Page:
The centistoke (0.01 of a stoke) is used to describe kinematic viscosity of a fluid, which also may be given in Saybolt Universal Seconds (SUS). The conversion between these units is affected by the temperature of the fluid system. Kinematic viscosity is now the preferred units, but Saybolt Universal Seconds may still be used for petroleum and other hydrocarbons.


Kinematic viscosity is the absolute viscosity of a fluid divided by its density at the temperature of measurement. It is a measure of the fluid's resistance to flow under gravity, as specified in ASTM D 445.


Saybolt Universal Seconds refers to the efflux time of 60 mL of a fluid through a Saybolt Universal viscometer at a given temperature, as described in ASTM D 88.


temperature factor for SUS =

= 1 + (((temperature in degrees Fahrenheit) – 100) * 0.000064)



• Different sources give different values for the factor expressed as 0.000064 above (one is 0.000061 and another is 0.000034).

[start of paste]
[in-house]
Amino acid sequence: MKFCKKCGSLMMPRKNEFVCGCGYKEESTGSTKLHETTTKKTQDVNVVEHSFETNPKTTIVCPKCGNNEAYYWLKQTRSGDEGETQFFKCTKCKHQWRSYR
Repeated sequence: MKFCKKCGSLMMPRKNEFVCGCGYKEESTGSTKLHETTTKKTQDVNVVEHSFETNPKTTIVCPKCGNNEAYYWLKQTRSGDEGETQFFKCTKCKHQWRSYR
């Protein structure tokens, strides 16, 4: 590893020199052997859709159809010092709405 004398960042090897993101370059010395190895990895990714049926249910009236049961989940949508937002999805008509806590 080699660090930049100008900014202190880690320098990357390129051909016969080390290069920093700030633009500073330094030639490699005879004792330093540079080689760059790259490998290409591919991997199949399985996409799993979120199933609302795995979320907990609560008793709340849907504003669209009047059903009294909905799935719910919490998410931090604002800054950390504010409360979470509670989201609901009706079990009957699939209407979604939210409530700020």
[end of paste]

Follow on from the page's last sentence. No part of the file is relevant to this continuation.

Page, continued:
• I am not sure the temperature range for which the equation is valid, but it works over the range of 100°F to 210°F.


The same kinematic viscosity in centistokes will be seen by a fluid:

(1) with a viscosity of (X) SUS at 100°F

(2) with a viscosity of (X * (temperature factor)) SUS at a higher temperature


The conversion between centistokes and SUS at 100°F is 4.635:


value for fluid in SUS at 100°F =

= (centistokes) * 4.635


value for fluid in SUS at higher temperature =

= (centistokes) * 4.635 * (temperature factor)


Significance of SUS:

• In the range of 1 to 100 SUS at 100°F, the lower the SUS the higher the potential for an aspirated hydrocarbon to cause a chemical pneumonitis.


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